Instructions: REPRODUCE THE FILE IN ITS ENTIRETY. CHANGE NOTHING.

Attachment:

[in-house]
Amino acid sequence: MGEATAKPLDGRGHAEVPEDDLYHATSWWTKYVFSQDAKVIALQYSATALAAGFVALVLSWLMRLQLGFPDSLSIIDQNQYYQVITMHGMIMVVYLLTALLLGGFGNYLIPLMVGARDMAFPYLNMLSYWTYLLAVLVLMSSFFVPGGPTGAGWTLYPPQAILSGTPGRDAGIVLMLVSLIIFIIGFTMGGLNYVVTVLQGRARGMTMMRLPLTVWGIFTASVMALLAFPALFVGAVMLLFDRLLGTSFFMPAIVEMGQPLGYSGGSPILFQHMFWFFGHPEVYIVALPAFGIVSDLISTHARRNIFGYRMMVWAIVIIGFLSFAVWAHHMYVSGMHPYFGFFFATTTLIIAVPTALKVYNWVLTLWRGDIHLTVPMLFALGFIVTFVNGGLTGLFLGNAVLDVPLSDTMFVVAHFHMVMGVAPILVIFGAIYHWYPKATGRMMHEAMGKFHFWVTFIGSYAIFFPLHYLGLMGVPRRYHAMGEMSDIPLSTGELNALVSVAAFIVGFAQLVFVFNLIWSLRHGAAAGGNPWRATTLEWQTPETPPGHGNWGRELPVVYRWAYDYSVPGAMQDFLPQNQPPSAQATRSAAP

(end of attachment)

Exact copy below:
[in-house]
Amino acid sequence: MGEATAKPLDGRGHAEVPEDDLYHATSWWTKYVFSQDAKVIALQYSATALAAGFVALVLSWLMRLQLGFPDSLSIIDQNQYYQVITMHGMIMVVYLLTALLLGGFGNYLIPLMVGARDMAFPYLNMLSYWTYLLAVLVLMSSFFVPGGPTGAGWTLYPPQAILSGTPGRDAGIVLMLVSLIIFIIGFTMGGLNYVVTVLQGRARGMTMMRLPLTVWGIFTASVMALLAFPALFVGAVMLLFDRLLGTSFFMPAIVEMGQPLGYSGGSPILFQHMFWFFGHPEVYIVALPAFGIVSDLISTHARRNIFGYRMMVWAIVIIGFLSFAVWAHHMYVSGMHPYFGFFFATTTLIIAVPTALKVYNWVLTLWRGDIHLTVPMLFALGFIVTFVNGGLTGLFLGNAVLDVPLSDTMFVVAHFHMVMGVAPILVIFGAIYHWYPKATGRMMHEAMGKFHFWVTFIGSYAIFFPLHYLGLMGVPRRYHAMGEMSDIPLSTGELNALVSVAAFIVGFAQLVFVFNLIWSLRHGAAAGGNPWRATTLEWQTPETPPGHGNWGRELPVVYRWAYDYSVPGAMQDFLPQNQPPSAQATRSAAP